Fiona Apple and St. Vincent's music may differ, but they do share at least one thing in common: they're both strong-minded indie trailblazers, fully in control of their own art. Luckily for fans of both, they got to witness that in action over the weekend when the '90s icon brought out Annie Clark for a surprise set at Trans-Pecos Festival in Marfa, as Pitchfork reports.
"Fiona. I have no words. You saved my life. Thank you. I will love you forever," Annie Clark later wrote on Instagram, sharing a picture of the two. The rest of the room was left nearly speechless as well when they performed several songs. One of those was "Pale September," a deep cut from Apple's 1996 debut album Tidal, which became the alternative singer's breakthrough. The two also performed Cyndi Lauper's cult classic, the 1984 song "Money Changes Everything" from her debut album She's So Unusual. Naturally, the results were magical.
This isn't the first time St. Vincent has covered Lauper. The '80s pop figure is becoming somewhat of a go-to for Clark during impromptu performances, as she also covered one of her songs five years ago alongside Lauper herself as well as Rosie O'Donnell and Sleigh Bells' Alexis Krauss during a True Colors Fund event that benefitted homeless LGBT youth, as seen below.
St. Vincent is currently gearing up for the release of her upcoming album, Masseduction, her fifth one (including the 2012 collaborative one she did with David Byrne called Love This Giant). "It’s all about sex and drugs and sadness," she told The New Yorker about her new album. The first taste of it "New York" confirms that, as Clark revealed that it was inspired by some of 2016's deaths that rattled her. "It’s very silly to make something like David Bowie’s death about me—it has nothing to do with me—but I will say that I was really affected," she told "Song Exploder" Podcast. "And I cried. I cried for somebody I didn’t even know. And I don’t know that I’ve done that before."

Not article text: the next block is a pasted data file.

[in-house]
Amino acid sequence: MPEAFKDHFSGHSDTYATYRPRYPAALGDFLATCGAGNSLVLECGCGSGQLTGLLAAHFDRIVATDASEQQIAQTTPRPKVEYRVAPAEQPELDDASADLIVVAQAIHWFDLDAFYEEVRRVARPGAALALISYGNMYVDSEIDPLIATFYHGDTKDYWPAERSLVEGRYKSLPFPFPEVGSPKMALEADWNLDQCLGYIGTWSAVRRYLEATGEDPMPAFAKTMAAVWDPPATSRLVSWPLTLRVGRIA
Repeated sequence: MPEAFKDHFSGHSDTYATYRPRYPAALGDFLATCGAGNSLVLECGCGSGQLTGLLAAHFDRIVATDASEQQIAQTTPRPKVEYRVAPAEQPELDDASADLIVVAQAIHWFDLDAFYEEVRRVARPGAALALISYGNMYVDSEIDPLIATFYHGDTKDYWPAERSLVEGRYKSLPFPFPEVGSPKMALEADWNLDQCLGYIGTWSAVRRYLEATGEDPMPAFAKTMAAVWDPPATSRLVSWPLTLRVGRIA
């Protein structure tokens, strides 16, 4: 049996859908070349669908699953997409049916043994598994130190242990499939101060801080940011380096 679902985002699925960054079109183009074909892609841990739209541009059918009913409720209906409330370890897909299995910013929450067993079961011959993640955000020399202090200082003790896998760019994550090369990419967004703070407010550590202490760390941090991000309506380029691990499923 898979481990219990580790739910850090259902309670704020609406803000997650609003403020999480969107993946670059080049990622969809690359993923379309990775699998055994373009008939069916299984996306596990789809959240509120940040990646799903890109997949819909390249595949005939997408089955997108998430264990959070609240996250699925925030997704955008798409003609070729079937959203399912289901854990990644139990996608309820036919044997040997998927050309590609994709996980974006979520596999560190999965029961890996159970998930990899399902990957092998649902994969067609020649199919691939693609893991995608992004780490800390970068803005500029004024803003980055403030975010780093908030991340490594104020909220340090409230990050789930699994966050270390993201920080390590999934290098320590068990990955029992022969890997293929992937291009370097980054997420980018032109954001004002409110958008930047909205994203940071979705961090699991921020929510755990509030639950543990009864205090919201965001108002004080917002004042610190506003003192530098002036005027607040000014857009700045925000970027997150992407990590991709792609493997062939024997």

She has also talked about the song "Pills"—the one her ex Cara Delevigne sings on under the moniker Kid Monkey—which she hasn't released from Masseduction yet, telling The New Yorker, "I was trying to hold on/ I didn’t have coping mechanisms for tremendous anxiety and depression. I was trying to get through pharmaceutically."
Watch: Cara Delevingne Does ASMR, Revealing How She Got Into Character For 'Suicide Squad'